Past Time To Move From Rhetoric To Reality on Prosecuting Lawless Bankers

Isaiah J. Poole

The 2008 financial crash was accompanied by a stunning level of greed and disregard for the law by some of the leading titans of the financial industry. As a result, millions of people lost homes, retirement savings or were otherwise financially devastated. And yet, four years later, no financial sector executive has been even been indicted, much less jailed, for what appear to be clear violations of the law.

The mortgage fraud task force led by New York Attorney General Eric Schneiderman is charged with building a legal case against the people responsible for crashing the economy and destroying the finances of millions of people. But a new report released today by the Institute for America’s Future raises critical questions about whether that task force is being allowed by the Obama administration to do its job, and whether as a result Wall Street bankers guilty of criminal acts will go scot-free.

The report, “Rhetoric or Resources: it’s Time To Get Serious,” is written by Bart Dzivi, former Special Counsel to the Financial Crisis Inquiry Commission. It focuses on the federal government’s legal response to the financial crisis and the looming statute of limitations on legal claims against financial institutions for their role in the crisis.

In contrast to the savings and loan scandals of the 1980s and the Enron scandal of 2001, the report says the effort to mount indictments against wrongdoers who contributed to the 2008 crash is “hampered by a lack of adequate resources, weak oversight and poor coordination of interagency efforts, creating the appearance of an unwillingness to follow the chain of evidence wherever it may lead. The Federal government’s efforts also appear to lack a sense of urgency, despite the fact that the statute of limitations is expiring in many instances where there was apparent fraud. The implications for failing to respond adequately to this crisis are enormous, both in ensuring that justice is done and in preventing future crimes and future crises of this kind.”

This report confirms what other concerned knowledgeable observers are beginning to conclude. Phil Angelides, the former state treasurer of California who was chairman of the Financial Crisis Inquiry Commission, warned in Politico today that “the jury is still out on whether the investigation will bring Wall Street CEOs to justice and deter future wrongdoing.”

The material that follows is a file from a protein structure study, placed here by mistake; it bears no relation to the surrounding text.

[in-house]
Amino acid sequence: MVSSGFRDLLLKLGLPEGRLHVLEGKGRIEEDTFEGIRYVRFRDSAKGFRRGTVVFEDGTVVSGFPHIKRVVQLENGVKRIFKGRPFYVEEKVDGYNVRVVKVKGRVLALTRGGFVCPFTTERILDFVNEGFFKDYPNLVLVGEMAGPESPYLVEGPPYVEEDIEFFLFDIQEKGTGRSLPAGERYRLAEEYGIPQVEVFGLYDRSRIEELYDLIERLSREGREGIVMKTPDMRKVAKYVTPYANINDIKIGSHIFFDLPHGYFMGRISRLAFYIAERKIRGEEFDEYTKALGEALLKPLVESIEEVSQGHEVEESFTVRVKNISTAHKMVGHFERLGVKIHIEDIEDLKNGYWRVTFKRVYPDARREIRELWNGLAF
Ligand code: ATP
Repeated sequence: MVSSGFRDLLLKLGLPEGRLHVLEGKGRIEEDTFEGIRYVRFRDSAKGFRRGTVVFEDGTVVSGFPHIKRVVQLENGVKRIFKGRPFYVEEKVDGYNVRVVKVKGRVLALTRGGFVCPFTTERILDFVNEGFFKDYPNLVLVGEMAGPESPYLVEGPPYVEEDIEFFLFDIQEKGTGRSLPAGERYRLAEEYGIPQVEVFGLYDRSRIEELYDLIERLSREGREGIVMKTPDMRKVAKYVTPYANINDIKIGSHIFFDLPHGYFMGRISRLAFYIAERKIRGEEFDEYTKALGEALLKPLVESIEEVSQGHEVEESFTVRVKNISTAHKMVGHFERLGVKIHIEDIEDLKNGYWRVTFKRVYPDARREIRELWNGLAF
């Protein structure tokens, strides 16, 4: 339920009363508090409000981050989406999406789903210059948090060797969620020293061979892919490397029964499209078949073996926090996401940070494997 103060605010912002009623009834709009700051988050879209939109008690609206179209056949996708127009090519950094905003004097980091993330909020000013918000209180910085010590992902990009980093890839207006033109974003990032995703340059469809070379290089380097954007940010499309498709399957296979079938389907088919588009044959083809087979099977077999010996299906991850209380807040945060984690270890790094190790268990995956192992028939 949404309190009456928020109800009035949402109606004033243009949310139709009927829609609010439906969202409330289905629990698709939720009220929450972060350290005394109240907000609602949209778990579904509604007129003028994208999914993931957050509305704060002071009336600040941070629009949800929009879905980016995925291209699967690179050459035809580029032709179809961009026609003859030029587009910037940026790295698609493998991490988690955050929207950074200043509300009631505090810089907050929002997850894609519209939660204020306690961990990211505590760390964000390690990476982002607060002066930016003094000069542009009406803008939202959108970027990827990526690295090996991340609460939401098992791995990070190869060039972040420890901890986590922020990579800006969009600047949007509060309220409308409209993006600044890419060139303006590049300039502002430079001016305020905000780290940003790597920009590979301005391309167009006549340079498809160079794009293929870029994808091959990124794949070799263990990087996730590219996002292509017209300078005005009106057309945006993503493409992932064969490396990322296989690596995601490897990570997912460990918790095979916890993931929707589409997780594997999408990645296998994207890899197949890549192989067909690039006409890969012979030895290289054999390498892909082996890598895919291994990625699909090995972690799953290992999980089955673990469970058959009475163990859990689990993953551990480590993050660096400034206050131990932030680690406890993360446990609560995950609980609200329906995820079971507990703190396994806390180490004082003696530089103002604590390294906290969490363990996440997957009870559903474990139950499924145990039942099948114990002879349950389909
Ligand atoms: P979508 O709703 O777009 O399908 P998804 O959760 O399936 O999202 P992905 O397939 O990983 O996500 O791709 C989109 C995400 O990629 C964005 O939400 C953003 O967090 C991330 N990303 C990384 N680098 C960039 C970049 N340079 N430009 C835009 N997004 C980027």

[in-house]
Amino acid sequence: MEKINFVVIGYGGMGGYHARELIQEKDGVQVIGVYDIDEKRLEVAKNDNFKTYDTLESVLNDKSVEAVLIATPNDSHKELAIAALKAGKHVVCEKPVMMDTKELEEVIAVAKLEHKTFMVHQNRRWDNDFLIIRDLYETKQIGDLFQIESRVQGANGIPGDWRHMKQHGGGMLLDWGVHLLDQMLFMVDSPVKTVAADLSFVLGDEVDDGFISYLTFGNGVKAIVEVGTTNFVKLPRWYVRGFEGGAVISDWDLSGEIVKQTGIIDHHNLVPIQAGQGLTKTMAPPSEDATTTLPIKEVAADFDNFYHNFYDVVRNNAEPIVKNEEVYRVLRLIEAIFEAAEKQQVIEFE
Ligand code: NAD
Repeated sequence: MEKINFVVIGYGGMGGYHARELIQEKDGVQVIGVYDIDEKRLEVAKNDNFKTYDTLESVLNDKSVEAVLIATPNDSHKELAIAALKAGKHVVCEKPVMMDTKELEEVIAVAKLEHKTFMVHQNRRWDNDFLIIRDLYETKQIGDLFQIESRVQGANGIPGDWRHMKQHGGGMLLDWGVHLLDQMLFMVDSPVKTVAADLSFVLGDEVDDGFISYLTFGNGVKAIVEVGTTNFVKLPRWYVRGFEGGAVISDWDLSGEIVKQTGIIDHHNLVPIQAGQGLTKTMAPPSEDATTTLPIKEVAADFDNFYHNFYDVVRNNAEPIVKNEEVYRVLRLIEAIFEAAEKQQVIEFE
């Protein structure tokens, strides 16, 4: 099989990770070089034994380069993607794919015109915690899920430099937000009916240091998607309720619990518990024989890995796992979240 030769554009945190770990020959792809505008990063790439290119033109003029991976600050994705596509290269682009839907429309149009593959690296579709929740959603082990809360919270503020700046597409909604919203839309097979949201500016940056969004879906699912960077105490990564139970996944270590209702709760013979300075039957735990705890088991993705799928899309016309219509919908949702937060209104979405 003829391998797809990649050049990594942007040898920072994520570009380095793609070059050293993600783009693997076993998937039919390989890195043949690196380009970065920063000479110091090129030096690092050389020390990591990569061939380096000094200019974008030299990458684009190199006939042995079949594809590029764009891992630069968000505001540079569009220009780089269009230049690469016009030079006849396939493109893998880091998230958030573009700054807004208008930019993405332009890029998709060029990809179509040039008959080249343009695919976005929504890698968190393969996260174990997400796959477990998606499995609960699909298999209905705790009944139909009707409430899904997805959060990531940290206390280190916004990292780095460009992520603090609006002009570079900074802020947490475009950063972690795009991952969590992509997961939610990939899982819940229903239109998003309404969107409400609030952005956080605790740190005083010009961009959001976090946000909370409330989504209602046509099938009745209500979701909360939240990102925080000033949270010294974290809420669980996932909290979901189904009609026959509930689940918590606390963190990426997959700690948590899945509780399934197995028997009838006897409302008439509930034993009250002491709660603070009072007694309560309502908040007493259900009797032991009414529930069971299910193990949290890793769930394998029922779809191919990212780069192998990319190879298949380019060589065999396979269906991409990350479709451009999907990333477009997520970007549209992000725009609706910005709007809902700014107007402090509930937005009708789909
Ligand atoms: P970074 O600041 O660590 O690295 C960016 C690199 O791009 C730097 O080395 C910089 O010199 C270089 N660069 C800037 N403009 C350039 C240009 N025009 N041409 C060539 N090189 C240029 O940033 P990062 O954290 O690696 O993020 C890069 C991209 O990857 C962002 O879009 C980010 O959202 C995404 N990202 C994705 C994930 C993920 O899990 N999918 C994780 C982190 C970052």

On Sunday, The New York Times editorialized that the investigations led by Schneiderman “has been slow to produce results,” noting that “no suits have yet been filed” against mortgage bankers whose actions have caused millions of homeowners to become underwater on their mortgages or lose their homes altogether. “The economy will not recover and justice will not be done unless and until the mortgage mess is resolved,” the Times wrote.

At the heart of the financial crash was the sale of bundles of mortgage-backed securities and collateralized debt obligations that contained such items as “no-doc” mortgages and other fraudulent debt instruments that were written by employees of the financial firms. With the aid of ratings firms, they were sold as top-rated financial instruments when in fact they were not. The Wall Street firms that bundled these instruments, knowing the rot inside, also placed bets against the instruments in an effort to profit even if these instruments went bust, as they inevitably did.

“The essence of the widespread criminal fraud suspected to have existed at many banking organizations is that their sales forces not only sold bad securities to their clients, but that they did so knowingly,” the report says. “It would be stunning if a review of the relevant emails, text messages and recorded telephone conversations routinely used by securities traders did not reveal a sufficient mens rea on the part of some of those involved to justify federal indictments.”

As the report notes, if the effort to prosecute wrongdoers in this financial crisis is allowed to founder, the lesson to Wall Street is that it is free to reap the rewards of recklessness and lawlessness, and allow Main Street to pay the penalty in lost jobs, ruined finances and long-term economic insecurity. That cannot be allowed to stand.

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